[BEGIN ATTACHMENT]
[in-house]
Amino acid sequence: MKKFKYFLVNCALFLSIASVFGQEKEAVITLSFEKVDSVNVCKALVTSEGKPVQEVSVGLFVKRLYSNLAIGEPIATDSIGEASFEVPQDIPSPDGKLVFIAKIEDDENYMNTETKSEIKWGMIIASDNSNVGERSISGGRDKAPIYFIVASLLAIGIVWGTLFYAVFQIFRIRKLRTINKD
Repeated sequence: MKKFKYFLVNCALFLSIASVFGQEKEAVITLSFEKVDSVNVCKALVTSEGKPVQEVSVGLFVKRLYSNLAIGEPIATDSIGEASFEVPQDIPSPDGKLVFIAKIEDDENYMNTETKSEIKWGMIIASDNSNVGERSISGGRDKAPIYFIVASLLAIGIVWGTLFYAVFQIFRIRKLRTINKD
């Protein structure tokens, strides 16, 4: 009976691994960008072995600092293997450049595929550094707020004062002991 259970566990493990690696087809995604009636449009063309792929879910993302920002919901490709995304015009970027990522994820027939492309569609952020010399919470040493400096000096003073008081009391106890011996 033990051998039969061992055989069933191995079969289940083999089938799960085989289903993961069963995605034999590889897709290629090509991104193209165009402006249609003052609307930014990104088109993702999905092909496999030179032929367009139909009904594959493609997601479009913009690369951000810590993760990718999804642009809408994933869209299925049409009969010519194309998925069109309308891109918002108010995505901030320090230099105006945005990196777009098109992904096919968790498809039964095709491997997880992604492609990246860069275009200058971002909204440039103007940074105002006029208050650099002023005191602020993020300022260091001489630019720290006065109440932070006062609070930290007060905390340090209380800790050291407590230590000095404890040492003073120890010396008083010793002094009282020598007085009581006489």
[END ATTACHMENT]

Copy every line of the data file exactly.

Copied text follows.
[in-house]
Amino acid sequence: MKKFKYFLVNCALFLSIASVFGQEKEAVITLSFEKVDSVNVCKALVTSEGKPVQEVSVGLFVKRLYSNLAIGEPIATDSIGEASFEVPQDIPSPDGKLVFIAKIEDDENYMNTETKSEIKWGMIIASDNSNVGERSISGGRDKAPIYFIVASLLAIGIVWGTLFYAVFQIFRIRKLRTINKD
Repeated sequence: MKKFKYFLVNCALFLSIASVFGQEKEAVITLSFEKVDSVNVCKALVTSEGKPVQEVSVGLFVKRLYSNLAIGEPIATDSIGEASFEVPQDIPSPDGKLVFIAKIEDDENYMNTETKSEIKWGMIIASDNSNVGERSISGGRDKAPIYFIVASLLAIGIVWGTLFYAVFQIFRIRKLRTINKD
């Protein structure tokens, strides 16, 4: 009976691994960008072995600092293997450049595929550094707020004062002991 259970566990493990690696087809995604009636449009063309792929879910993302920002919901490709995304015009970027990522994820027939492309569609952020010399919470040493400096000096003073008081009391106890011996 033990051998039969061992055989069933191995079969289940083999089938799960085989289903993961069963995605034999590889897709290629090509991104193209165009402006249609003052609307930014990104088109993702999905092909496999030179032929367009139909009904594959493609997601479009913009690369951000810590993760990718999804642009809408994933869209299925049409009969010519194309998925069109309308891109918002108010995505901030320090230099105006945005990196777009098109992904096919968790498809039964095709491997997880992604492609990246860069275009200058971002909204440039103007940074105002006029208050650099002023005191602020993020300022260091001489630019720290006065109440932070006062609070930290007060905390340090209380800790050291407590230590000095404890040492003073120890010396008083010793002094009282020598007085009581006489």